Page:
What else: 1. What was driving the Amazons before they knew there was a last man? Is it not a bit silly that, considering who they are named for, their reason for existence seems to focus around him? What were they doing for the first few months after the event? Sitting around wishing there were men to be angry at? Surely not. I would have liked to understand how this group was formed/where they were coming from before they found Yorick. I'm actually not even sure that this book passes the Bechdel test. Everybody's conversation is about a man! :) I do think that the best way to pass the spirit of the test is for your protagonist to be female. In a way this reads as sensitive enlightened man's fantasy ... 'what would it be like for me if it was only women on the earth ... plus me'. But it's a real pleasure to have so many female characters, I'm not complaining about that.
2. Early on in the book I thought - how are they going to have the protagonist ever *do* stuff if he's covered up and hiding all the time? The creators must have felt the same, because they pretty much abandoned that quickly. For someone so very vulnerable and depending on secrecy, he's pretty visible out there in the world.
3. I'd like to see how X: The Last Woman would go.
4. Yorick is a bit annoying. 'I am the last man on earth and I refuse to sleep with anyone but my girlfriend, who I don't know if is alive as she's on another continent and I haven't seen her for four months'. I predict some pregnancy with a non-Beth character coming up. I hope so. It's not all that plausible otherwise. Surely the rules of sexual monogamy change when you are the only man there is? That wouldn't change his love for Beth, or potentially his monogamy with her if she were found. Does he really believe he can repopulate the human race with Beth only? A woman can only reproduce so often. I'm not sure why no-one has tried to get him to be a sperm donor yet. (You can think of that euphemistically or literally.)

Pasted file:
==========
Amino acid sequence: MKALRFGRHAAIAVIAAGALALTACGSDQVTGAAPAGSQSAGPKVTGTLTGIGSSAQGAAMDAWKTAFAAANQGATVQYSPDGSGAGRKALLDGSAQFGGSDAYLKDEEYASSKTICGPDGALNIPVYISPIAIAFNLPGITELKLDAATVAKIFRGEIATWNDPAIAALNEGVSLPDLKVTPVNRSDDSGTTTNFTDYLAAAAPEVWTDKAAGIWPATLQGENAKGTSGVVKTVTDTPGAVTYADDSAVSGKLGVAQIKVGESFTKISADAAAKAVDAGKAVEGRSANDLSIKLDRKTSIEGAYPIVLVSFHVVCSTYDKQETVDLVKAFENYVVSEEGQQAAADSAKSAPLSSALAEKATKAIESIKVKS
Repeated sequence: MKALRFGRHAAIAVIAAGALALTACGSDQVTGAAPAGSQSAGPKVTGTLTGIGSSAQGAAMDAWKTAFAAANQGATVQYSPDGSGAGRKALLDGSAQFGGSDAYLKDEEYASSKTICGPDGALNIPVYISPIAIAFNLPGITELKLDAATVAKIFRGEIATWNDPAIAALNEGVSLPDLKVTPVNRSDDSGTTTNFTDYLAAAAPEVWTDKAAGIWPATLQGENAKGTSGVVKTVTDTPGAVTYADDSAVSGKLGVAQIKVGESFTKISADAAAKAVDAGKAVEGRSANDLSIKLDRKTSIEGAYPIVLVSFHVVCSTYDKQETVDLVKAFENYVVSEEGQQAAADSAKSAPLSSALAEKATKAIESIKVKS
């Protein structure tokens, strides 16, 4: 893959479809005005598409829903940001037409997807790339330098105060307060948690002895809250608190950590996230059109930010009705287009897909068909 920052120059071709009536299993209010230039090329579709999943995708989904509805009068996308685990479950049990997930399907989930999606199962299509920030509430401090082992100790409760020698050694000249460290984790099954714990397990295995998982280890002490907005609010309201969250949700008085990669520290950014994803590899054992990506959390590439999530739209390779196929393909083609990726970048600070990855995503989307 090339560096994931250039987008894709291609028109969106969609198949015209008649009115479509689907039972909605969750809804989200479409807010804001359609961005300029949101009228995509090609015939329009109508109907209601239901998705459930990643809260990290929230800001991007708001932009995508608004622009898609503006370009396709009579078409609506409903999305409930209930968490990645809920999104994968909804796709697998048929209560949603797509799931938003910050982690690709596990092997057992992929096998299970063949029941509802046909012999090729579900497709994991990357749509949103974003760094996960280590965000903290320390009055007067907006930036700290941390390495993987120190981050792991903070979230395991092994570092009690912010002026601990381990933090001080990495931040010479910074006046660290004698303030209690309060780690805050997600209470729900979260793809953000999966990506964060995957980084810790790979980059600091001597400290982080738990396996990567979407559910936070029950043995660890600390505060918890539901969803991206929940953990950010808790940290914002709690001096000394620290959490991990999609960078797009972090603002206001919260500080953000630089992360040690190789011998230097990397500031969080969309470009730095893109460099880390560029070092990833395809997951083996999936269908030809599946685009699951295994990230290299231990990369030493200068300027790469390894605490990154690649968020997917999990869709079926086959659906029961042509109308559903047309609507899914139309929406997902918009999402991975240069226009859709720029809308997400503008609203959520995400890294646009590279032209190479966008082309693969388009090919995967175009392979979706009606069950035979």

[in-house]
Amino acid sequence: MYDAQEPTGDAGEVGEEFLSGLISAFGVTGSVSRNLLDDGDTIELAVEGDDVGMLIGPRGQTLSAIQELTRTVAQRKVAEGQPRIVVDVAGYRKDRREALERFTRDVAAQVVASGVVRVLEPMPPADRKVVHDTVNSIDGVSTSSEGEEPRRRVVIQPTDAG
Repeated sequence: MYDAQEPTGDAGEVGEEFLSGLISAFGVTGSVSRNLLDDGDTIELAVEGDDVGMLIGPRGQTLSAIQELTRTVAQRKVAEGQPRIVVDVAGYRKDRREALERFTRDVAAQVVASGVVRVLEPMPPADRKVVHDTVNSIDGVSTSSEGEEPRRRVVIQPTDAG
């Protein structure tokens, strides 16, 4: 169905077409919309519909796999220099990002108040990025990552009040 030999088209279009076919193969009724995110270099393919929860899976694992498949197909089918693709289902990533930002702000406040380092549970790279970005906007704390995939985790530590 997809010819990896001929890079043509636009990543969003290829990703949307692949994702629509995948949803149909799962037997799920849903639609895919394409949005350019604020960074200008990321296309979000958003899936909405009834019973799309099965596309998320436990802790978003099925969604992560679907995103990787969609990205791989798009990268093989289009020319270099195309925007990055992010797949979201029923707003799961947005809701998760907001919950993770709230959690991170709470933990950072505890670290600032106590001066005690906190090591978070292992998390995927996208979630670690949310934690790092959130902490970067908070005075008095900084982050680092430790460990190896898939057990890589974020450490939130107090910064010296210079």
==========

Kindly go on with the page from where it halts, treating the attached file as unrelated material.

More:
5. I loved the Republicans' wives and the political implications. Let's see more of that in future issues. I want to see more exploration of the structural issues.
6. Sonia says 'it would take a lot more than all the men dying to make me eat pussy'. That's fair enough, but as a response to a question about women partnering up it's a little over the top. I mean, plenty of women *would* partner up, whether they engaged in oral or not. People need intimacy. Look at what happens in male prisons when there are no women, plenty of guys who would be homophobes on the outside get into sexual partnerships of some kind. It seems like Sonia is expressing some very hetero-normative opinions here on behalf of the authors. Surely the fun of this book should be that all those norms can go out of the window? She's letting the readers know that they can expect a conventional romance between Yorick and Sonia (if a truncated one, as it turns out). Considering the concept of the book, this angle is a bit conservative.
7. p168: "Yorick, this is a town of sixty-seven gossiping women..." CLUNK! slash eye-roll.
I would just like it to go FURTHER with the premise ... but it's a comic book. So no worries! I'm enjoying it. And there are four more collections to go, so maybe more ops to go deeper.(less)
I think I need to inform myself more about Iranian history to supplement this. He's a great writer, seemingly unique in his approach. Parts were amazi...moreI think I need to inform myself more about Iranian history to supplement this. He's a great writer, seemingly unique in his approach. Parts were amazing.(less)
Not as good as the first, of course, but I still went and bought the next one about two hours ago. I want volume three to be a rousing revolutionary t...moreNot as good as the first, of course, but I still went and bought the next one about two hours ago. I want volume three to be a rousing revolutionary tale.(less)